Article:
Grave concerns persist for some 20 million people in the Sahel. Recurrent conflict, erratic weather patterns, epidemics and other shocks continue to weaken the resilience of households across a region still suffering chronic levels of food insecurity and malnutrition.
An estimated 20.4 million people remain food insecure at the start of 2015. At least 2.6 million people have already crossed the crisis threshold, 70 percent of whom are in Niger, Nigeria, Mali and Chad where insecurity and poverty compound food insecurity.
Epidemics continue to demand urgent attention in 2015. Besides cholera, meningitis, Lassa and yellow fever, more recently, Ebola has been posing a serious threat to the Sahel region and has already impacted Mali, Nigeria, and Mali directly.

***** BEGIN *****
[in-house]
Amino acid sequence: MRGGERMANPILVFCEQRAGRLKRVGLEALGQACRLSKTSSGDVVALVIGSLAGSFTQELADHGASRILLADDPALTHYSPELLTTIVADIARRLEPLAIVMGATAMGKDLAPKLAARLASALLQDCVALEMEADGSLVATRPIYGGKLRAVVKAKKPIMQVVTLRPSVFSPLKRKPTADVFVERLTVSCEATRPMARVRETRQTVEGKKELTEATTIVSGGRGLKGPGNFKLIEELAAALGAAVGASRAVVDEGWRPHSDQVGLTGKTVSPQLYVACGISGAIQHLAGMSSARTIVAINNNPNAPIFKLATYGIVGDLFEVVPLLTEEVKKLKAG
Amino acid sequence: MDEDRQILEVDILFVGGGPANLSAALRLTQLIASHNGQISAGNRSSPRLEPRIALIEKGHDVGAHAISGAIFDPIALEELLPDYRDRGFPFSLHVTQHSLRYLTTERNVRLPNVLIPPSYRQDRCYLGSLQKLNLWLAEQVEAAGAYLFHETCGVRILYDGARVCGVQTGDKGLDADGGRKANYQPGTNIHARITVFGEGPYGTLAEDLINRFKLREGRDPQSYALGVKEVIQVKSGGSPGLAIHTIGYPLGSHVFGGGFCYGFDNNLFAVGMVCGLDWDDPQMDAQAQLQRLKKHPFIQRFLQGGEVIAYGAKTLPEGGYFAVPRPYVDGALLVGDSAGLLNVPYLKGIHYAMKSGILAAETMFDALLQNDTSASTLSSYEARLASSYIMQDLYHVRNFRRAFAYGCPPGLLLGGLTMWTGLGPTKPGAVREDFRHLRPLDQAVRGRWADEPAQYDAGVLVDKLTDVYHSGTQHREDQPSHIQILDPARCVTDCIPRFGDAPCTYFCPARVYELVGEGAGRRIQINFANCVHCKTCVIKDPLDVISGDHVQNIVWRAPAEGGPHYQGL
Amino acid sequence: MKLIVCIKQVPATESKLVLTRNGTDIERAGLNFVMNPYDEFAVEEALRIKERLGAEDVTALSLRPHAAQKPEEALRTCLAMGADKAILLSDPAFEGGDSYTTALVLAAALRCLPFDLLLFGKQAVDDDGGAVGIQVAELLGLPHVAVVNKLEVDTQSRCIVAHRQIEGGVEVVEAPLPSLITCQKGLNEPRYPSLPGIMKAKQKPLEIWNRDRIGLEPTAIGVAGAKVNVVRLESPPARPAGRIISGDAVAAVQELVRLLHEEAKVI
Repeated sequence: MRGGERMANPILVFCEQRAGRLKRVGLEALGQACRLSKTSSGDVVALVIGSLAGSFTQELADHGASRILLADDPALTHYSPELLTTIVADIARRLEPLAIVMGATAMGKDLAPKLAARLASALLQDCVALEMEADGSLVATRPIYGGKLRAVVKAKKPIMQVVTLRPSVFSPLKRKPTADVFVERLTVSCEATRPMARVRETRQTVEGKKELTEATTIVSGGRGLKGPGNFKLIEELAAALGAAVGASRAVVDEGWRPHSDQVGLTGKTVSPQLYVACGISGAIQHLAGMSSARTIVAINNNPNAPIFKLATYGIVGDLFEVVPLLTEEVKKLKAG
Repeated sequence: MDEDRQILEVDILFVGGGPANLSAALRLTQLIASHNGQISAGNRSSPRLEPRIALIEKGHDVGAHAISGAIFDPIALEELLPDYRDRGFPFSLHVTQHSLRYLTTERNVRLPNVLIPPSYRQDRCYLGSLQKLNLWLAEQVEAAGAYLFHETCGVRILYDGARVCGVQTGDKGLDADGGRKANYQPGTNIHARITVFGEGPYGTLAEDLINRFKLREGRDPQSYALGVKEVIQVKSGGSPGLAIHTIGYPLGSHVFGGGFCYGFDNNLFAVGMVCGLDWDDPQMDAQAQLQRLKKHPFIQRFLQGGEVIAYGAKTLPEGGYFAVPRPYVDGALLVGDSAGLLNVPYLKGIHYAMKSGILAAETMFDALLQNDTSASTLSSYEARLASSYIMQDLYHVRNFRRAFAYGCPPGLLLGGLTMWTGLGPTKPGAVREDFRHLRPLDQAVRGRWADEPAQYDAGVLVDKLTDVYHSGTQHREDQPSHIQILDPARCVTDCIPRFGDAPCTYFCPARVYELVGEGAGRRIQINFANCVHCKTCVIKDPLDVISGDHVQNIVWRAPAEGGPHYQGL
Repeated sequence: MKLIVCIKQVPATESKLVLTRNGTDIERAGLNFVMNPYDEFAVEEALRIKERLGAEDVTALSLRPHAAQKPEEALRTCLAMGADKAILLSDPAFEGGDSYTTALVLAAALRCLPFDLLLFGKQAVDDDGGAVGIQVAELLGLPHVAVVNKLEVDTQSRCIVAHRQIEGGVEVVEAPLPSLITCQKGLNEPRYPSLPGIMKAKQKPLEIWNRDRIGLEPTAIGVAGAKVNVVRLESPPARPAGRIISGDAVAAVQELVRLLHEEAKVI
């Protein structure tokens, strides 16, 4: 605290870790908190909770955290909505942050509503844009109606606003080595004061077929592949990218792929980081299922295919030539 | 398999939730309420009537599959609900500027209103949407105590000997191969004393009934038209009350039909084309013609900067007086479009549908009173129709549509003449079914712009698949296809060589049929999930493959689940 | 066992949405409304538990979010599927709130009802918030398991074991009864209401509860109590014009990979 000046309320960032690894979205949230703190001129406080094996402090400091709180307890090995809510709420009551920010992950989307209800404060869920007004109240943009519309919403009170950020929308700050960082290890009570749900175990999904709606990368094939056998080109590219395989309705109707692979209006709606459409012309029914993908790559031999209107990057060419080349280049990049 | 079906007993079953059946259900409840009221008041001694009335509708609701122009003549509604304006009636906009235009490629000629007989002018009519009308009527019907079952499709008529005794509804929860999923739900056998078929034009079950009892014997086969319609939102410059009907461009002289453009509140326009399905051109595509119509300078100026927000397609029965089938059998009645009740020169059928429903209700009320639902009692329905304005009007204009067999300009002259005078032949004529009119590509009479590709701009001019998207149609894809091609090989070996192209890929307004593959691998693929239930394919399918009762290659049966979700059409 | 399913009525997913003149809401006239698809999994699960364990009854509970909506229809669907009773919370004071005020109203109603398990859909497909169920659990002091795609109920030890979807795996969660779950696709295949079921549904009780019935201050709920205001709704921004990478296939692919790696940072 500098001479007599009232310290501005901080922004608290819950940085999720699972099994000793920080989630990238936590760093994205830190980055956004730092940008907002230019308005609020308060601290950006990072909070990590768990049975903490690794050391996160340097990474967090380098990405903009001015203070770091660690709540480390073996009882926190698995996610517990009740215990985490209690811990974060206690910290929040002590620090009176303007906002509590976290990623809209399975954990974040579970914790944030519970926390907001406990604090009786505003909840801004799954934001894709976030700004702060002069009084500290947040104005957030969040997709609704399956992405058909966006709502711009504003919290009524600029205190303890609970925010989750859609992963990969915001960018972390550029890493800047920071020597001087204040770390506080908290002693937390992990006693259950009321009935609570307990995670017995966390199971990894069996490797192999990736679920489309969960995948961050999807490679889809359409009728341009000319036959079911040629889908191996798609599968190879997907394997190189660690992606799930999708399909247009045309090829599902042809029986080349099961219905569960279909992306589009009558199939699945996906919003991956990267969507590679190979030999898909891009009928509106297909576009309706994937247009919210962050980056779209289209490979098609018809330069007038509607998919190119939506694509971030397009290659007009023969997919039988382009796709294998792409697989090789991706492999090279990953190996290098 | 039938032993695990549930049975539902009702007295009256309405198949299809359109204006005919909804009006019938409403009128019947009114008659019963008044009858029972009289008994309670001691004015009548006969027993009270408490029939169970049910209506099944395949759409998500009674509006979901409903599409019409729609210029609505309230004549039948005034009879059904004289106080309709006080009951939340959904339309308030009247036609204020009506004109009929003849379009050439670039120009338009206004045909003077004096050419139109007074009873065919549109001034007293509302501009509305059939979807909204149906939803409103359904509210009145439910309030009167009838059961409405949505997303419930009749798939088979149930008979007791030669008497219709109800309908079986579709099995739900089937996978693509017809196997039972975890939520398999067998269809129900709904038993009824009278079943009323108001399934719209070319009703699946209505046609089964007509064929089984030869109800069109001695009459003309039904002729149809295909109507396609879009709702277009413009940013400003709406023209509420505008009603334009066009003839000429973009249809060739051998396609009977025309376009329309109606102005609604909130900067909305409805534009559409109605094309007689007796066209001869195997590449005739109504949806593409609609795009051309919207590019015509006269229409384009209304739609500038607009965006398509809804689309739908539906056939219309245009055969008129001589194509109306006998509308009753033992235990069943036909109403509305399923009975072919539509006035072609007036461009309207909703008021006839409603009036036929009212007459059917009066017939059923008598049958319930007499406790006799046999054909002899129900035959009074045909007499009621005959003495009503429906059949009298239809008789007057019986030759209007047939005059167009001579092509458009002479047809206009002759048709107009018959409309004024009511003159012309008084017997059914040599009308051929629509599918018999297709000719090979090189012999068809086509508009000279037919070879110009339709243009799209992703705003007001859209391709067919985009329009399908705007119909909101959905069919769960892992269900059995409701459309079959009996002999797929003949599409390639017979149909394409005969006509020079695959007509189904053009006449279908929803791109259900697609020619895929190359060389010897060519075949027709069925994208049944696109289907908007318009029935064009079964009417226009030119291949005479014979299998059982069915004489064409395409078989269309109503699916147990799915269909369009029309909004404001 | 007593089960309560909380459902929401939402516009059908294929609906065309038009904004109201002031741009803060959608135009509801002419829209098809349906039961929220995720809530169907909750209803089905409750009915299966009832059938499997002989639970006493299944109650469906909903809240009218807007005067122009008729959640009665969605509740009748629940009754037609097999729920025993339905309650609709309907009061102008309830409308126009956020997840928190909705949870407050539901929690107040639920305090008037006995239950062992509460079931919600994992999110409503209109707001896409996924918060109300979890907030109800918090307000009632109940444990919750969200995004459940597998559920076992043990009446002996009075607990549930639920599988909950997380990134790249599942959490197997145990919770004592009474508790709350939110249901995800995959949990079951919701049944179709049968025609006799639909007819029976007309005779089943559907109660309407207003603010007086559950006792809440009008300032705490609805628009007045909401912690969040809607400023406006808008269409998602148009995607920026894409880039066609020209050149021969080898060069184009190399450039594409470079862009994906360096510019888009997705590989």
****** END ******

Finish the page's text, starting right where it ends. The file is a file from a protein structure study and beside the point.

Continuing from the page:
Beyond the chronic threats of food insecurity, malnutrition and epidemics, violent conflict in and around the Sahel region has led to a surge in population displacement. The region begins 2015 with some 2.8 million people displaced; over a million more than in early 2014. With escalating conflict in northeast Nigeria, an estimated one million people have been internally displaced. Some 150,000 Nigerian refugees have fled to neighbouring Niger, Chad and Cameroon. The volatile security situation in northern Mali continues to have a devastating impact on civilians, hampering the return of refugees, affecting markets and preventing the full restoration of basic services. Some 133,000 Malian refugees remain in Mauritania, Niger and Burkina Faso and more than 80,000 Malians remain internally displaced. As in Nigeria, high levels of insecurity in northern Mali also greatly impact the ability of humanitarians to access those in need. (Sahel: A call for humanitarian aid, 12 Feb 2015)